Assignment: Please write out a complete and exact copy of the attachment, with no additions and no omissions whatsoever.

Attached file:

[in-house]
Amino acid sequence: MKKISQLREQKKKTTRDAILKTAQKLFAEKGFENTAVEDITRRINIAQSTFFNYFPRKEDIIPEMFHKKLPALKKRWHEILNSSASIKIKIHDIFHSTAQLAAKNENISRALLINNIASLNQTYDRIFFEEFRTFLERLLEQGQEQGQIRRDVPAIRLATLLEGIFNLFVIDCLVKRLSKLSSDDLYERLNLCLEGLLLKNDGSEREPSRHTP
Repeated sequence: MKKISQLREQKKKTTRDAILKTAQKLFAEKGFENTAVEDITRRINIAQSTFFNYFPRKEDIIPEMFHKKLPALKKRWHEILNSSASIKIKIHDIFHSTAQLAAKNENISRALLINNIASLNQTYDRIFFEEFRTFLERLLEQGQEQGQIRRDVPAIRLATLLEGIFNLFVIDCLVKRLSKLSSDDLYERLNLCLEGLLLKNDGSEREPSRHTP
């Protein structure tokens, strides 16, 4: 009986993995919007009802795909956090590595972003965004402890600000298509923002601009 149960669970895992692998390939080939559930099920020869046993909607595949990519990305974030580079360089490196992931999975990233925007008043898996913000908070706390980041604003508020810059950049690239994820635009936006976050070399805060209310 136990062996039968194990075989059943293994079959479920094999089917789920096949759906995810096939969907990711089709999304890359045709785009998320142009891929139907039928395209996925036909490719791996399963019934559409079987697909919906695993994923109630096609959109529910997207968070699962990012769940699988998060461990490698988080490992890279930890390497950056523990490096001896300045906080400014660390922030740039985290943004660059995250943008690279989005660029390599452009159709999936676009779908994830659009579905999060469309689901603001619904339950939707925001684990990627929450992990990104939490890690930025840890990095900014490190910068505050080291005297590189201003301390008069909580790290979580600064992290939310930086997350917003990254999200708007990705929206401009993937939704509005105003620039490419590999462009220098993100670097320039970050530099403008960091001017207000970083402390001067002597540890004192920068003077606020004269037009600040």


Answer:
[in-house]
Amino acid sequence: MKKISQLREQKKKTTRDAILKTAQKLFAEKGFENTAVEDITRRINIAQSTFFNYFPRKEDIIPEMFHKKLPALKKRWHEILNSSASIKIKIHDIFHSTAQLAAKNENISRALLINNIASLNQTYDRIFFEEFRTFLERLLEQGQEQGQIRRDVPAIRLATLLEGIFNLFVIDCLVKRLSKLSSDDLYERLNLCLEGLLLKNDGSEREPSRHTP
Repeated sequence: MKKISQLREQKKKTTRDAILKTAQKLFAEKGFENTAVEDITRRINIAQSTFFNYFPRKEDIIPEMFHKKLPALKKRWHEILNSSASIKIKIHDIFHSTAQLAAKNENISRALLINNIASLNQTYDRIFFEEFRTFLERLLEQGQEQGQIRRDVPAIRLATLLEGIFNLFVIDCLVKRLSKLSSDDLYERLNLCLEGLLLKNDGSEREPSRHTP
């Protein structure tokens, strides 16, 4: 009986993995919007009802795909956090590595972003965004402890600000298509923002601009 149960669970895992692998390939080939559930099920020869046993909607595949990519990305974030580079360089490196992931999975990233925007008043898996913000908070706390980041604003508020810059950049690239994820635009936006976050070399805060209310 136990062996039968194990075989059943293994079959479920094999089917789920096949759906995810096939969907990711089709999304890359045709785009998320142009891929139907039928395209996925036909490719791996399963019934559409079987697909919906695993994923109630096609959109529910997207968070699962990012769940699988998060461990490698988080490992890279930890390497950056523990490096001896300045906080400014660390922030740039985290943004660059995250943008690279989005660029390599452009159709999936676009779908994830659009579905999060469309689901603001619904339950939707925001684990990627929450992990990104939490890690930025840890990095900014490190910068505050080291005297590189201003301390008069909580790290979580600064992290939310930086997350917003990254999200708007990705929206401009993937939704509005105003620039490419590999462009220098993100670097320039970050530099403008960091001017207000970083402390001067002597540890004192920068003077606020004269037009600040």